Edmonton fire crews rescue dog swept away in fast-moving river

Edmonton fire crews rescued a dog Sunday morning that had been swept away in the surging North Saskatchewan River. Fire groups got a call soon after 10 a.m. from a lady whose canine had fallen in the stream east of the Walterdale Bridge.

The hound was borne downstream by the quick moving current. The stream is running high and loaded up with garbage following a few days of downpour. Fire salvage teams sent a salvage vessel and figured out how to cull the canine from the water six minutes later.”We unequivocally support Edmontonians (and their pets) to remain off the stream and away from the waterway banks,”

fire representative Brittany Lewchuk said in an email. “At the point when water levels rise this quickly, joined with an expansion in flotsam and jetsam coasting in it, it is risky for anybody to be close to it and particularly on it.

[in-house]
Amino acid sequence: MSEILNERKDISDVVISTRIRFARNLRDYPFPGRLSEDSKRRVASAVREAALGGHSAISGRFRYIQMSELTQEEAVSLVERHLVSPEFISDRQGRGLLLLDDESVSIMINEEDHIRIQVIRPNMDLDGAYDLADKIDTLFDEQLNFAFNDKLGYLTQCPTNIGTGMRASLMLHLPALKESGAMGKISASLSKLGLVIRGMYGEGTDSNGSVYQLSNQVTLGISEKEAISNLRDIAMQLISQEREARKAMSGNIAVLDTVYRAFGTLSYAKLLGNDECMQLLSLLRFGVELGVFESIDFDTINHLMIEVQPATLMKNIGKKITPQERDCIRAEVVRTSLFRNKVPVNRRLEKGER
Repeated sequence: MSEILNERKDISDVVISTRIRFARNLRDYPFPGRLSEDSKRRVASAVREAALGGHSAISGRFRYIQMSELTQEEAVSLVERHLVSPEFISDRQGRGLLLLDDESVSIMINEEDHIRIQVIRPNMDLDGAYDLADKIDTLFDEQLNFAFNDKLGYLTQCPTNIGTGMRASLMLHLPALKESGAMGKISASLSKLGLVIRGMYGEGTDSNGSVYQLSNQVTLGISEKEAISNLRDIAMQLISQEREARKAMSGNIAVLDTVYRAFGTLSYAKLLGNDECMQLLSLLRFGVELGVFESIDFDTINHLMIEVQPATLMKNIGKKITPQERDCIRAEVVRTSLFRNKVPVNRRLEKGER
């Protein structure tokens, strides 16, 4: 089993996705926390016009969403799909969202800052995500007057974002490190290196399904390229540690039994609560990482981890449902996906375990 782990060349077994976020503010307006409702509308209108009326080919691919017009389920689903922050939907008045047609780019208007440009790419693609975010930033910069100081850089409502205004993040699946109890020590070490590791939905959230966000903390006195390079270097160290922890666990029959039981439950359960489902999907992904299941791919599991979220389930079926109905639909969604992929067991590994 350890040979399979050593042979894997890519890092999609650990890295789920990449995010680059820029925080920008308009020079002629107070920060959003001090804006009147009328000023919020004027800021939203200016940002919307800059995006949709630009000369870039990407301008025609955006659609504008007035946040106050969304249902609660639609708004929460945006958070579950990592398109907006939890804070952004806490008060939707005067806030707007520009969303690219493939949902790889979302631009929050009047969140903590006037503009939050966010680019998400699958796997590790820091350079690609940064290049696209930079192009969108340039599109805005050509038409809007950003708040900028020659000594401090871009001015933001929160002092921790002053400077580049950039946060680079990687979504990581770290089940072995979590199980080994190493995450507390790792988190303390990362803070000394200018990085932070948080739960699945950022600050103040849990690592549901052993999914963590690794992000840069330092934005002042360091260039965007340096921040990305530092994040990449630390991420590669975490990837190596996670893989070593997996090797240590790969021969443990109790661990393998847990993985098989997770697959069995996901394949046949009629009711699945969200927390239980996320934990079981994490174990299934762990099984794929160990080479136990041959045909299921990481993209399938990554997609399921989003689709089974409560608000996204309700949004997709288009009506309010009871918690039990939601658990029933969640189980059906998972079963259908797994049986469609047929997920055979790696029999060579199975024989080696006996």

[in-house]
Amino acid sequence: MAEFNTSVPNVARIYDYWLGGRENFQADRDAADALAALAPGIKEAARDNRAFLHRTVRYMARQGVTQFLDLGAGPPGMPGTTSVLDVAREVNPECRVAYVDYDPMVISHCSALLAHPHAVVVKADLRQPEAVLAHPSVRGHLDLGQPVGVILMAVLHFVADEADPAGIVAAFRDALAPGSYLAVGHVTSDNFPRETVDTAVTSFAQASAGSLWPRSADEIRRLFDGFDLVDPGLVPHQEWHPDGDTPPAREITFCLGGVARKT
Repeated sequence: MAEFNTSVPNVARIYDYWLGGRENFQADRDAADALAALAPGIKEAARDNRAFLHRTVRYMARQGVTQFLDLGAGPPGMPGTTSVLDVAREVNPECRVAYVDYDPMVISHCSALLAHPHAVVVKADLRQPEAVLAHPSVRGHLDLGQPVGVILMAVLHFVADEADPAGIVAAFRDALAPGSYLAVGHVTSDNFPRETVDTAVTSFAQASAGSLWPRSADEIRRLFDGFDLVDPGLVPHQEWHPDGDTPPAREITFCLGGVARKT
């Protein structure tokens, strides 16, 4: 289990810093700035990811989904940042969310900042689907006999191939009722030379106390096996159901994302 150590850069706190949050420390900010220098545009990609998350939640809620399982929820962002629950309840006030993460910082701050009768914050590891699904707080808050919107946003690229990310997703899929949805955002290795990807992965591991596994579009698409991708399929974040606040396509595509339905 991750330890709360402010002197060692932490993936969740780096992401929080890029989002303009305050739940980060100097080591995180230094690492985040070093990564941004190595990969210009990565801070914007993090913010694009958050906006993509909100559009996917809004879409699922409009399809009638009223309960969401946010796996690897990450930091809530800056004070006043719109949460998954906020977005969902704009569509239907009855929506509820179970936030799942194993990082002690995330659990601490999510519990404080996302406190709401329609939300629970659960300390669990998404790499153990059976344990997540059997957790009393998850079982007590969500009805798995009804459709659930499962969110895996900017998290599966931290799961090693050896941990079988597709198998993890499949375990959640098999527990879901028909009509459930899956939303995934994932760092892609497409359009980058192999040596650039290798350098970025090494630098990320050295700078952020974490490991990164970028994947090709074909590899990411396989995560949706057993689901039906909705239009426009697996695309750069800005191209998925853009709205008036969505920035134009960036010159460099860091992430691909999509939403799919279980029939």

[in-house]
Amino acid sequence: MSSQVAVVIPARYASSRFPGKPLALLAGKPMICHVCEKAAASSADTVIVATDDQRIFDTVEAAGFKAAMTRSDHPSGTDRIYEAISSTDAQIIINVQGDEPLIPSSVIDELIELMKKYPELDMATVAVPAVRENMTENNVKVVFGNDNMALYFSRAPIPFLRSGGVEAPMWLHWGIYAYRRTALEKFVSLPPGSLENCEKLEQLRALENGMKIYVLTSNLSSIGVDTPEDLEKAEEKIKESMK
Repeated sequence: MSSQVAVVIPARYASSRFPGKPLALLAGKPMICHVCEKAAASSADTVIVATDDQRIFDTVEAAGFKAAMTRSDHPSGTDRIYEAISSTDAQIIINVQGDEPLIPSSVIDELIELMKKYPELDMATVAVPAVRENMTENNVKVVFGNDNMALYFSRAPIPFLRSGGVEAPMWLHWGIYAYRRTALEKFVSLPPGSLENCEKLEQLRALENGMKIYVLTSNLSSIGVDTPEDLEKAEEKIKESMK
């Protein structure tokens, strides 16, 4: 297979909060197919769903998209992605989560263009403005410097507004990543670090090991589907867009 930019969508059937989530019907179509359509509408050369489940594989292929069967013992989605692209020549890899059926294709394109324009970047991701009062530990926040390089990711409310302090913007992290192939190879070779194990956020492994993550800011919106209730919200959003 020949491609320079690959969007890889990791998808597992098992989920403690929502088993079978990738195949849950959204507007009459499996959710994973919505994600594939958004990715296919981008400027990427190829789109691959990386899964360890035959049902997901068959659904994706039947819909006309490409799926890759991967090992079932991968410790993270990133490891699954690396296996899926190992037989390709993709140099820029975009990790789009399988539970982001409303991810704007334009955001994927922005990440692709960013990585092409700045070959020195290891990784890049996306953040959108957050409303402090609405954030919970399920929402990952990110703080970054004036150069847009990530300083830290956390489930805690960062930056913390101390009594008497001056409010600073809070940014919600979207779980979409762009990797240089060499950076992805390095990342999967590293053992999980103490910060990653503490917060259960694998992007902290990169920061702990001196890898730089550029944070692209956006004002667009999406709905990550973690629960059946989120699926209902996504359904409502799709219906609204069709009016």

This incorporates our firemen.” Edmontonians were cautioned Friday evening to avoid the stream banks following two straight long periods of downpour. Fire teams got a call soon after 10 a.m. from a lady whose pooch had fallen in the stream east of the Walterdale Bridge

.The hound was borne downstream by the quick moving current. The stream is running high and loaded up with flotsam and jetsam following a few days of downpour. Fire salvage teams sent a salvage pontoon and figured out how to cull the canine from the water six minutes later.

“We emphatically support Edmontonians (and their pets) to remain off the stream and away from the waterway banks,” fire representative Brittany Lewchuk said in an email. “At the point when water levels rise this quickly, joined with an expansion in trash gliding in it, it is perilous for anybody to be close to it and particularly on it.This includes our firefighters.” Edmontonians were warned Friday afternoon to stay away from the

river banks after two straight days of rain. The city said water levels could rise as much as three metres over the ensuing 48 hours. Several river valley trails flooded and were closed as a result.

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